Batman #3 - comic book review
Pages: 32

Storyline: D

Artwork: A

After a slow start to the first two issues of the rebirthed Batman, I expected the Dark Knight to shift up a gear and deliver the ah-ha moment that’s been critically missing from its new run. Unfortunately, Batman #3 is another splutter on the path to God knows where.

Batman #3 - comic review

In Batman #3, we find out more about Gotham and Gotham Girl’s history, which (unless there’s a major plot twist coming) seems incredibly bland and a bit too obvious. It’s a recycled We Are Robin angle, but with less interesting characters and direction (I swear to God if this becomes a clone story, I will retire from reading Batman). Years from now, don’t be surprised if these two “superheroes” have the unholy distinction of becoming the Jar Jar Binks of the Batman world – their origins and motivations are meh, and we’ll all pray for them to go away with their low standards.

Batman #3 - comic review

I hate to be that guy who has to compare this run with the previous one by Scott Snyder and Greg Capullo, but I will be. After three issues, Snyder and Capullo’s Batman was building up the Court of Owls storyline, exciting and thrilling you with each issue. Rebirth Batman, on the other hand, is Bats stuffing around with an annoying fanboy and fangirl. The only redeeming quality in Batman #3 is David Finch and Matt Banning’s exquisite artwork.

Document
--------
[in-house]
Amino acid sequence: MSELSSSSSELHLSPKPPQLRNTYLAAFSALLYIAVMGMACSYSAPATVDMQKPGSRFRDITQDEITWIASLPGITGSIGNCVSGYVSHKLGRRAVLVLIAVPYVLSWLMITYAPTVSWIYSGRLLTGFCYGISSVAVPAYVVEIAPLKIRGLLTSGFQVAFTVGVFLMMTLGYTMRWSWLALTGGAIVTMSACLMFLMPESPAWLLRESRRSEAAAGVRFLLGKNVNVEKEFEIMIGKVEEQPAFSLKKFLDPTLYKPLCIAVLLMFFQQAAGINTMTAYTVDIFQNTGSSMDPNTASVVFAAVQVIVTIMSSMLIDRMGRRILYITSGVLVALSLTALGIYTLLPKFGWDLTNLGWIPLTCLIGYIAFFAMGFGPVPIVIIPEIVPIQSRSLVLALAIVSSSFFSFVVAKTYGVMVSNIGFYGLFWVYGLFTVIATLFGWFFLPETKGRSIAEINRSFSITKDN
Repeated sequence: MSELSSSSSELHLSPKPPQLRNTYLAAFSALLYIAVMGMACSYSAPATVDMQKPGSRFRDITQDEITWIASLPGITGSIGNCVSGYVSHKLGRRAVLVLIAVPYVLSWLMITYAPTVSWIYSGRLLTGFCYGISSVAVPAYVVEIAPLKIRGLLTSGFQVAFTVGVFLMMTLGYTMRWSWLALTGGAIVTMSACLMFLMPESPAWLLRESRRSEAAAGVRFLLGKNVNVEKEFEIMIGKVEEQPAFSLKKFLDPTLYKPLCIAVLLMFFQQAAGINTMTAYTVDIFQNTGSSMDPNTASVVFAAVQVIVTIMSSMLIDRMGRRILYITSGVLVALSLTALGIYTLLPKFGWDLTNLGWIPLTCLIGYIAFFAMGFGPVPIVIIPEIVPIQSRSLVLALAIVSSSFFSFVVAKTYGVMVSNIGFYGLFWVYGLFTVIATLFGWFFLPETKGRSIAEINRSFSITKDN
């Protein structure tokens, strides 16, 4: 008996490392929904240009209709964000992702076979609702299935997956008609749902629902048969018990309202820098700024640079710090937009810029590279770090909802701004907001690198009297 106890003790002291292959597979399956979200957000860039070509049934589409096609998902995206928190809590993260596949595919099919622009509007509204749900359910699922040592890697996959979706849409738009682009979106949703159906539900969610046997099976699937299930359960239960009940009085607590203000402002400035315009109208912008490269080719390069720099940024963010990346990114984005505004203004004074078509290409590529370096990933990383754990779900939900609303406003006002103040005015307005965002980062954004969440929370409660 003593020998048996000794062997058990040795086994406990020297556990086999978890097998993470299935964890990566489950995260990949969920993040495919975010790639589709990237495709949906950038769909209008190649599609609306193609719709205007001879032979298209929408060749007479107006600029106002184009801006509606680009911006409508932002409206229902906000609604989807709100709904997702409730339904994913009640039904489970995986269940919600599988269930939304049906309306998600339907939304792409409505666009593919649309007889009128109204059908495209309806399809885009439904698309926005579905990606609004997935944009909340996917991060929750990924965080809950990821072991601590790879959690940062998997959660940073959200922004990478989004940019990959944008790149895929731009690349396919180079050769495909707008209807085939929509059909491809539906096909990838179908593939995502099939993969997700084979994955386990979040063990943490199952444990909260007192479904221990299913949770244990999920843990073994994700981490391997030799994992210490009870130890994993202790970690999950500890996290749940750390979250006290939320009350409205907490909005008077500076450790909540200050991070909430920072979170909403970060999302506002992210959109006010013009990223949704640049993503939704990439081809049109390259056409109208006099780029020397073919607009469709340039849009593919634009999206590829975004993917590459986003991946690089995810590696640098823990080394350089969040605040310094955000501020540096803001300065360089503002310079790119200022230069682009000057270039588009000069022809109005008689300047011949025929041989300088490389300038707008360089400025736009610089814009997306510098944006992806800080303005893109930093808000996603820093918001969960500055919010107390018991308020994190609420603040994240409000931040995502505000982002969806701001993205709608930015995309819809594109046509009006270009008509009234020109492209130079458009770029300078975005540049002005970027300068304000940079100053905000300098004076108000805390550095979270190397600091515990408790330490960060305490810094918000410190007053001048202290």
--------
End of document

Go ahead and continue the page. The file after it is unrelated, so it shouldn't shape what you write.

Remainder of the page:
Unless Tom King is holding an ace up his sleeve and this is only the calm before the storm, Batman hasn’t exactly been reborn; he’s been aborted. Until this title goes somewhere further than two centimetres from the start line, I recommend picking up Green Arrow and Aquaman instead, since they deliver much more action and riveting storytelling than Batman.

Batman #3 - comic review

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